Bridgewater doesn't impress Jaws, McShay

JACKSONVILLE, Fla. -- If the Jacksonville Jaguars were considering taking Teddy Bridgewater with the No. 3 pick in the upcoming draft, they may be having second thoughts this afternoon.

It apparently wasn't a good day for Bridgewater, who struggled at his pro day workout on Monday. ESPN's Ron Jaworski and Todd McShay attended and neither was impressed with that they saw out of Bridgewater. Jaworski said he was disappointed in Bridgewater's accuracy and McShay said he didn't see the same effectiveness he did when studying Bridgewater's tape.

It's a bit surprising because Bridgewater is considered the most NFL-ready of the quarterbacks in the draft. However, it's not devastating. Guys have bad days. It happens. Bridgewater can redeem himself in private workouts.

Here's exactly what Jaworski and McShay had to say:

Jaworski: "I think if you talked to the six NFL coaches that were here, they came here probably feeling the same way we did: Teddy Bridgewater was the guy most ready for the NFL. But they wanted to see the ball come out of his hands. How did he spin the football? They've done all the tape study, just like we've done all the tape study. And really, when you watch Bridgewater today, he struggled with accuracy, he struggled with velocity on the deep throw and the sideline throws. And the one thing I thought was going to be his trademark was the accuracy -- and he struggled in areas. I think clearly, in this pro day workout, Teddy Bridgewater took a step backwards."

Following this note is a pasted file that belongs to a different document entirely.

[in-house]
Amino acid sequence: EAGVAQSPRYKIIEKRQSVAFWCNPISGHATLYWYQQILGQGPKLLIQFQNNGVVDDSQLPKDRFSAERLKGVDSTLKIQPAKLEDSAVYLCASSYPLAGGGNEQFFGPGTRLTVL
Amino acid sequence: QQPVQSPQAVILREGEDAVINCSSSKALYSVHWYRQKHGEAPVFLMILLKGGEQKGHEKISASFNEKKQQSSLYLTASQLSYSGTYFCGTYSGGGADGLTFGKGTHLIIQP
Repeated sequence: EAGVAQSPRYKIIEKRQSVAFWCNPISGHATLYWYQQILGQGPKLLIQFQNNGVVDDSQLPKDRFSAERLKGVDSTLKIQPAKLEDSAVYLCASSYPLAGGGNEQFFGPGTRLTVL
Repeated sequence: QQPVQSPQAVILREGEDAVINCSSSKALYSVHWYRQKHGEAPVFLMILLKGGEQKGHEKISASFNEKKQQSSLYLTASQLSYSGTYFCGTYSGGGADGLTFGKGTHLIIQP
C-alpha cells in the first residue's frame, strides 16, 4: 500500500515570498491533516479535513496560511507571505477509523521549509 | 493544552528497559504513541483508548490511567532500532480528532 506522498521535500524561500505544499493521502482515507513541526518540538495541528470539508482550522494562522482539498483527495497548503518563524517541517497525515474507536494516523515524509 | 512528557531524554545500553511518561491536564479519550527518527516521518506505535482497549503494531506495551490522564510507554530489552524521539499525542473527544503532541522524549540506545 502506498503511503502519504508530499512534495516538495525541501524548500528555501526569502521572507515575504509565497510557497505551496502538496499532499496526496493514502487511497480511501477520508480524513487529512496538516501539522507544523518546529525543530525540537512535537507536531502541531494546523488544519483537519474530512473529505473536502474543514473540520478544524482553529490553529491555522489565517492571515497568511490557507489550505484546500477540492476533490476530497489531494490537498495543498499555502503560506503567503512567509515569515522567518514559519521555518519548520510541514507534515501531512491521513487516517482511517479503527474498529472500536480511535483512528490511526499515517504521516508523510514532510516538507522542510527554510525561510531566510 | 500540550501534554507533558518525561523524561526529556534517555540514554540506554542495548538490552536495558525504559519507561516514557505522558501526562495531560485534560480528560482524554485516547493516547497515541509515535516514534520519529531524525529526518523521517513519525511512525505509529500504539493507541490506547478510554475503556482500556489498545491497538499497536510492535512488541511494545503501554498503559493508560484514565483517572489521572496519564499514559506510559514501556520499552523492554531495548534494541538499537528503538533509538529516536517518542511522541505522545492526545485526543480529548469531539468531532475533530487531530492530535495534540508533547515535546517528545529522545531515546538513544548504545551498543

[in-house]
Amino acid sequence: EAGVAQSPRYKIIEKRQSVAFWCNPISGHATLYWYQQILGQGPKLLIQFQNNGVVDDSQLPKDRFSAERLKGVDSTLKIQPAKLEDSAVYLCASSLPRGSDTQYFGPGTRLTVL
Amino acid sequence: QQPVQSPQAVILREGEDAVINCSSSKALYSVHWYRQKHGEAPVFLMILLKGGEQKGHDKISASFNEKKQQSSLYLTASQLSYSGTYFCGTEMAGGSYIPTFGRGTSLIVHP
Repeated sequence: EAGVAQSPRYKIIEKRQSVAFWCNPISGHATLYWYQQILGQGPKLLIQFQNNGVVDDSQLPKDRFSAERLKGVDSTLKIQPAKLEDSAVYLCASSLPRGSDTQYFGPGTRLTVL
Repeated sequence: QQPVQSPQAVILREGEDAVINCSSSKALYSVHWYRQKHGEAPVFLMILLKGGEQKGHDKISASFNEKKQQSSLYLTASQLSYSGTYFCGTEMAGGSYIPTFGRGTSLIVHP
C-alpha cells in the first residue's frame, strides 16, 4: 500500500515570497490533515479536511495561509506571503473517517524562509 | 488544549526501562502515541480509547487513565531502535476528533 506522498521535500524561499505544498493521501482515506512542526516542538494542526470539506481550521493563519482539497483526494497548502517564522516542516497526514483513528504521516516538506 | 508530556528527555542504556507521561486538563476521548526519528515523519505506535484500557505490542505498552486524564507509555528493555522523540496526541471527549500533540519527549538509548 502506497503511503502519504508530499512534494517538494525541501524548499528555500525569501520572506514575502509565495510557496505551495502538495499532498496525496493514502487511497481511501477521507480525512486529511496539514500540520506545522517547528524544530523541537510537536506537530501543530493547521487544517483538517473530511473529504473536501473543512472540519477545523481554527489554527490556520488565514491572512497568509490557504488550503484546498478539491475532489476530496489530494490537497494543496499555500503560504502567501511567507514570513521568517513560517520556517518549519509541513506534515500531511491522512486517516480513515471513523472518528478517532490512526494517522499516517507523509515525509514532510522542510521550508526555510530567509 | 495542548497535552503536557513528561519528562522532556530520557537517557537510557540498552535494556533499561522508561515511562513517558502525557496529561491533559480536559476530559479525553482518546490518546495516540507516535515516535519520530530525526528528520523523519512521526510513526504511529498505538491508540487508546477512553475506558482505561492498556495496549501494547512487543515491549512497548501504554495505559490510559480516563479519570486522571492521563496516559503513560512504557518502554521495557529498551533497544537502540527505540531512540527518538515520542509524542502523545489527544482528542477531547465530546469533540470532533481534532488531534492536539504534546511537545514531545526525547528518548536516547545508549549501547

McShay: "In coming to these pro day workouts for 14-15 years, the vast majority of them, almost all of them, the QB ends up outperforming what you see on tape. There's no defense. There's no pass rush. You're in shorts and a T-shirt and it's a scripted workout that you've been working on for 30-40 days with your wide receiver. So to see Bridgewater come out here today and be the exception to the rule ... this is a rare occurrence for a QB in his pro day, who is not nearly as efficient and effective when he is when studying his tape.

"The question has to be why? And I just wonder ... maybe it's in his head that he's working on footwork things that I'm not sure that he should be working on. The bottom line is that he needs to be working on weight transfer, and getting his hips more involved with his upper body to drive the ball down the field. Big picture: The bottom line is that the teams drafting at the top, and there were general managers, head coaches, scouts, offensive coordinators from all of those teams here, they wanted to be wowed and they leave Louisville having not been wowed about what they saw."